On the ketogenic diet the goal is to keep your carbohydrate intake low enough. What about miso paste, is it keto-friendly?
Miso is a type of paste made by fermenting soybeans. Sometimes other ingredients like barley and rice are added too. The exact nutrition values will vary from brand to brand but one example can show how keto-friendly miso paste is.
The net amount of carbs, which comes down to total carbs minus carbs from fiber, in the example miso is around 21.1 grams per 100 grams.
While it depends on the rest of your diet, for most people miso is not very keto-friendly. It is not completely off-limits but you will have to exercise some portion control.
In any case, there are substitutes for miso for different uses that are better for staying in ketosis.
When is a food keto-friendly
The goal of the ketogenic diet is to put your body into ketosis, a state where it starts mainly burning fat as a fuel (1). This comes down to more or less getting 55%-60% of your macronutrients from fat, 30%-35% from protein, and 5%-10% from carbohydrates.
For most people this comes down to eating around 20g – 50g of carbohydrates a day.
In reality, this number is different depending on a lot of factors. For example, people who exercise a lot may be able to consume more carbohydrates before getting kicked out of ketosis.
That being said that daily amount can be a good general guideline.
It is also common to exclude fiber from this amount since it doesn’t get absorbed into your body the same way as regular carbohydrates.
Carbs in miso
100 grams of the example miso contains the following amounts of carbs (2):
- Total carbs: 26.5 grams
- Of which fiber: 5.4 grams
- Net carbs: 21.1 grams
Combined with the other foods in your diet the 21.1 grams of net carbs in 100 grams of miso paste is likely enough to kick you out of ketosis.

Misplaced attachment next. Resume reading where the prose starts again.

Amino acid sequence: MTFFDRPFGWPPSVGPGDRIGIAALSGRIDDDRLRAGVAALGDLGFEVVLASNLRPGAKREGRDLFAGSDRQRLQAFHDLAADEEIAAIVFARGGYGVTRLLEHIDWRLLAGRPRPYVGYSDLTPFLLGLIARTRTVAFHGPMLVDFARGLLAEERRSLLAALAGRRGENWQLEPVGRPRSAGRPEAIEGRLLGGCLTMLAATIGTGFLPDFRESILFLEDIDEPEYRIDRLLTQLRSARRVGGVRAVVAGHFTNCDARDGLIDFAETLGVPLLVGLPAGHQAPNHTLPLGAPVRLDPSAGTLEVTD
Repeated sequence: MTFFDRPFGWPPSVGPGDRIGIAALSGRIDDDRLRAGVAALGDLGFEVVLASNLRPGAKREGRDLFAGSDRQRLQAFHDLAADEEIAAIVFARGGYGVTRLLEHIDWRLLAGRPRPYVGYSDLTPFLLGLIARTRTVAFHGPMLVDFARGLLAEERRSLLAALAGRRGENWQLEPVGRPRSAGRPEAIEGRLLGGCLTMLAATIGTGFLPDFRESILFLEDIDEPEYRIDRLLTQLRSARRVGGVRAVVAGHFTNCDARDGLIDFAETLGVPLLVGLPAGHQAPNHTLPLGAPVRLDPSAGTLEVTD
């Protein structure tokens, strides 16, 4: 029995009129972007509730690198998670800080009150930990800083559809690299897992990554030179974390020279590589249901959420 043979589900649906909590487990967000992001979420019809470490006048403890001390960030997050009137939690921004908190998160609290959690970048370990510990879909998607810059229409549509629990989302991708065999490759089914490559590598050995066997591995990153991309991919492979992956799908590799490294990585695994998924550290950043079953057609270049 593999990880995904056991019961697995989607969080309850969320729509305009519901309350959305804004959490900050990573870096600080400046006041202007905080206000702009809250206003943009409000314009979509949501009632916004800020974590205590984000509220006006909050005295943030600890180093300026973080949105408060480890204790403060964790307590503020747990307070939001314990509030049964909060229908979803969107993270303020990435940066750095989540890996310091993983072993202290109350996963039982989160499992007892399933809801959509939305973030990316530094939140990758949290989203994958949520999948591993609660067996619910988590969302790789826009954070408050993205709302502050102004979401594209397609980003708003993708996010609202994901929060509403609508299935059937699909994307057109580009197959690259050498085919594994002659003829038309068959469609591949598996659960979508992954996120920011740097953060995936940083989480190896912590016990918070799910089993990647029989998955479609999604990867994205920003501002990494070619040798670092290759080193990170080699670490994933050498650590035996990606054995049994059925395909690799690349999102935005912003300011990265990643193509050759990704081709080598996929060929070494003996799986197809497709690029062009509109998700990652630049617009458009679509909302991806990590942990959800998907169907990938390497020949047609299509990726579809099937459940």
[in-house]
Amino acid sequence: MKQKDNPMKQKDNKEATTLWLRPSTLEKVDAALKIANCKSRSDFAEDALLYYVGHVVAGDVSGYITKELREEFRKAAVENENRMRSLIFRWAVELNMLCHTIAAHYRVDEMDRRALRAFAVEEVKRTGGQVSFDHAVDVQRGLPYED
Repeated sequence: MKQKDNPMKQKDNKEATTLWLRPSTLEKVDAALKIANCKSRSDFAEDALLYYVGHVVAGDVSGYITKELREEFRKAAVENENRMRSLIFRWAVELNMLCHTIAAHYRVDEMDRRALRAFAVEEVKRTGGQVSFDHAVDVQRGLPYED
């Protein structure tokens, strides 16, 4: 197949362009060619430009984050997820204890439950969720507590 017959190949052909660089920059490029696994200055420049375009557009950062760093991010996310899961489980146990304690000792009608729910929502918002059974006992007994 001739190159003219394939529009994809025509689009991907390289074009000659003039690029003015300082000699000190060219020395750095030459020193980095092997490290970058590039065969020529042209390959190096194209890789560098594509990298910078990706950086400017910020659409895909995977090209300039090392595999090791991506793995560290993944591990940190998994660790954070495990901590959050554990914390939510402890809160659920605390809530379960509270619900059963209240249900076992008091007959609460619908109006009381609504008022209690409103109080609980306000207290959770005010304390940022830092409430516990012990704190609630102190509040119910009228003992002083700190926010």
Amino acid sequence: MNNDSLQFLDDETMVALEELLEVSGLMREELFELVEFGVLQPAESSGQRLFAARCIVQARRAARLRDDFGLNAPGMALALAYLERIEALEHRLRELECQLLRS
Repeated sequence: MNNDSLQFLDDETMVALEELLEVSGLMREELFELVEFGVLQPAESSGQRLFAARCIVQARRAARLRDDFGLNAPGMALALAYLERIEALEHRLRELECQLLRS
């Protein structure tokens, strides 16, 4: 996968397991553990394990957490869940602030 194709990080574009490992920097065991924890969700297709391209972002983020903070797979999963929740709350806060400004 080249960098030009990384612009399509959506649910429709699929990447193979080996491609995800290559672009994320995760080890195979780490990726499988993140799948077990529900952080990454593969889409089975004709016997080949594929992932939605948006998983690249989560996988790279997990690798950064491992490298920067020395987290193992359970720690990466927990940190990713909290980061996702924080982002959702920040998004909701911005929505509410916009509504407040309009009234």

One ounce of miso is about 28 grams and contains the following amounts of carbs:
- Total carbs: 7.4 grams
- Of which fiber: 1.5 grams
- Net carbs: 5.9 grams
The number of net carbs in an ounce of miso, 5.9 grams, is more realistic to fit into a ketogenic diet. However this still is a relatively high number of carbs for a small amount of food.
Carbs in miso soup
The above amounts of net carbs in miso are miso on its own. You can also eat miso as for example the popular dish miso soup. This will have a big impact on how keto-friendly miso is because it is combined with a variety of other ingredients.
These values also depend a lot on what miso recipe soup you use. These values are from our example miso soup recipe.
Here is the comparison between miso and miso soup as an example:
|Values Per 100g||Miso||Miso Soup|
|Total Carbohydrates||26.5 g||3.1 g|
|Of Which Fiber||5.4 g||0.6 g|
|Net Carbs||21.1 g||2.5 g|
As you can see, if you decide to eat miso in some form on the ketogenic diet, you preferably want to eat it as miso soup, not on its own. Miso paste on itself is not very keto-friendly.
Other nutrients in miso
Other nutrients like fat, protein, vitamins, and minerals also still matter on the ketogenic diet.
100 grams of the example miso contains the following nutrients (2):
- Calories: 199
- Protein: 11.7 grams
- Carbs: 26.5 grams
- Part of the carbs that is fiber: 5.4 grams
- Fat: 6 grams
- Sodium: 155% of the DV (Daily Value)
- Manganese: 43% of the DV
- Vitamin K: 37% of the DV
- Copper: 21% of the DV
- Zinc: 17% of the DV
And some other vitamins and minerals in smaller amounts.
You do have to keep in mind that overdoing it with certain vitamins and minerals is not good either. In the case of miso the main mineral to keep in mind is sodium.
Consuming too much sodium may have negative side effects. If you already get a lot of sodium from your current diet adding miso on top of that might not be a smart idea.
Miso does contain a good amount of a variety of valuable nutrients. However, you don’t have to look far for other nutrient-dense foods that are not so high in net carbs.
Substitutes for miso on keto
What keto-friendly substitutes you want for miso depends on what main aspect of miso you are interested in.
If you are looking for more keto friendly fermented foods some possible substitutes include pickles, kimchi, sauerkraut, kefir, and yogurt.
If you are looking for a more keto-friendly dip you may look into hummus, or even warming up certain types of cheeses like brie.
What is your goal with keto?
Even a relatively small amount of miso added to certain daily diets can potentially put you just over the net carbs border, out of ketosis. Depending on the goal you have with keto this may or may not be a problem.
If your goal is to stay strictly in ketosis 24/7 you want to be careful about your carbohydrate intake.
If your goal is to lose weight and become healthier, miso can be a good food option even if it potentially puts you at a carbohydrate level slightly above your ketosis level.